advantage have entered into efforts to establish brand loyalty in the consumer. Moreover, brand loyalty in the
previous studies of the service sector has been shown as one of the most important factors that generat e
advantages against competitors (Bharadwaj et al., 1993).
Smartphone use by consumers is growing rapidly. Turkey is one of the countries with the highest usage of
smartphones. The high usage of smartphones in Turkey can be attributed to the high young population
(Bayraktar et al., 2012). This widespread use offers new opportunities for marketers to meet customer needs
(Persaud & Azhar, 2012). Despite its ever-increasing use and great importance, there are still few studies
explaining the antecedent of brand loyalty and re-purchase intention, which affect consumers' smartphone
purchasing process (Filieri & Lin, 2016; Kim et al., 2014). Brand loyalty and re-purchase intention show the idea

17
http://ibr.ccsenet.org International Business Research Vol. 11, No. 4; 2018

of repeating purchase after the adoption of the technology and consistent use of the customer (Bhattacherjee,
2001). Although the increasing importance of smartphone, there is a scare study in this field in Turkey.
Moreover existing studies offers significant insights to understand which factors important in using smartphone ,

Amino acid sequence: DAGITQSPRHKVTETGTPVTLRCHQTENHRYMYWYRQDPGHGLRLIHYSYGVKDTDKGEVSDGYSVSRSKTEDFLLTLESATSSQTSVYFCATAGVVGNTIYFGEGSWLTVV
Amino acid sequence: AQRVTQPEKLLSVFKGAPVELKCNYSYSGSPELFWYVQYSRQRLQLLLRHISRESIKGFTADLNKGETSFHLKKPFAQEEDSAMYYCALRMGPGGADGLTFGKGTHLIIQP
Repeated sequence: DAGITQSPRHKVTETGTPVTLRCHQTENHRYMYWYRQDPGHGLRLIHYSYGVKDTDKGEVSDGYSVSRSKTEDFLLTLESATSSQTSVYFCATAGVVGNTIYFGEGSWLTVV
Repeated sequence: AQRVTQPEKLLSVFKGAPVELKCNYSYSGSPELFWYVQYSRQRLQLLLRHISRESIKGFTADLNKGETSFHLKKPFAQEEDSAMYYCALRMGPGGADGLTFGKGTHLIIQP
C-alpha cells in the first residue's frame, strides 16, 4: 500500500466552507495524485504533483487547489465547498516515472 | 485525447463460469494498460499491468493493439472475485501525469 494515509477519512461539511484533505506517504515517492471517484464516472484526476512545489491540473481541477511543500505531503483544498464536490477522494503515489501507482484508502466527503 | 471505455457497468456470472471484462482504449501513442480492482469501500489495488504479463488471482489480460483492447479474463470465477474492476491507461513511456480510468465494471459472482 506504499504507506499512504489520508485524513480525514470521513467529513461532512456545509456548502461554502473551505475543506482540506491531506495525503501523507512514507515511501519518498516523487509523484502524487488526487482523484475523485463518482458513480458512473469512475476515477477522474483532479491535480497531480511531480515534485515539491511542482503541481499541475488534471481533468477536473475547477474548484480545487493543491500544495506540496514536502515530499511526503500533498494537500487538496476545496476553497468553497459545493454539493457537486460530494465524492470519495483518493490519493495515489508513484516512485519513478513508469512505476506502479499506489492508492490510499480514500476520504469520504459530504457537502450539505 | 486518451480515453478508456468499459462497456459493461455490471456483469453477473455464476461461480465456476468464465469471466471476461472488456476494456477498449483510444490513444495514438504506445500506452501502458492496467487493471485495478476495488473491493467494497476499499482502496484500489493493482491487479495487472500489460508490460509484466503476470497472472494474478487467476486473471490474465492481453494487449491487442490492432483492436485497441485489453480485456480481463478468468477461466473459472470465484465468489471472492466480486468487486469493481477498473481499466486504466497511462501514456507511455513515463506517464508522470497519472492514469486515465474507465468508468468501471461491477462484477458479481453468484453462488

they do not shed light on consumer’s interest factor in a holistic model. Furthermore, generally their study center
upon a single point of view such as usability (Lee et al., 2015), luxuriousness and attractiveness (Hong et al.,
2008), device features (Kim et al., 2016), mobile phone brands (Bayraktar at al., 2012) and technology
consciousness has not been adapted as a factor in smartphone marketing. Therefore, technology consciousness
with an integrated holistic perspective is a gap in the literature. We aim to fill these gaps and to propose a
comprehensive model that enriches the point of view. In this light perspective, the main purpose of this study is
to investigate the antecedent of brand loyalty and re-purchase intention in existing smartphone marketing with a
holistic model of integrated consumer’s interest factor.
We conducted a research to fill the gap in the literature due to the lack of research in the field of smartphone
marketing in Turkey. We conducted preliminary research with 10 ungraduated student to identify the factors that
are important for smartphone users in Turkey and to develop a new model. We made face-to-face interviews for
this purpose and identified the leading factors by using literature studies. Preliminary study and literature
research revealed five important factors that are considered to have an effect on brand loyalty and re -purchase
intention: perceived ease of use, perceived irreplaceability, system quality, visual design, and technology
consciousness.
This research contributes to the literature in three different ways. Firstly, this study presents a different
perspective and model by contributing to the small number of studies conducted on consumers' smartphone
purchasing processes. Secondly, the results of this study provide useful insight to brands, especially smartphone
brands who seek to grow with the global international marketing strategy. Finally, this study has contributed the
literature by deriving the concept of technology consciousness from the fashion consciousness where technology
consciousness refers to consumer's sensitivity to changing technology.
2. Theoretical Background
2.1 Technology Adoption Theories and Use of Smartphone
Today, technology is constantly evolving and renewing. Users can be reluctant to accept and use new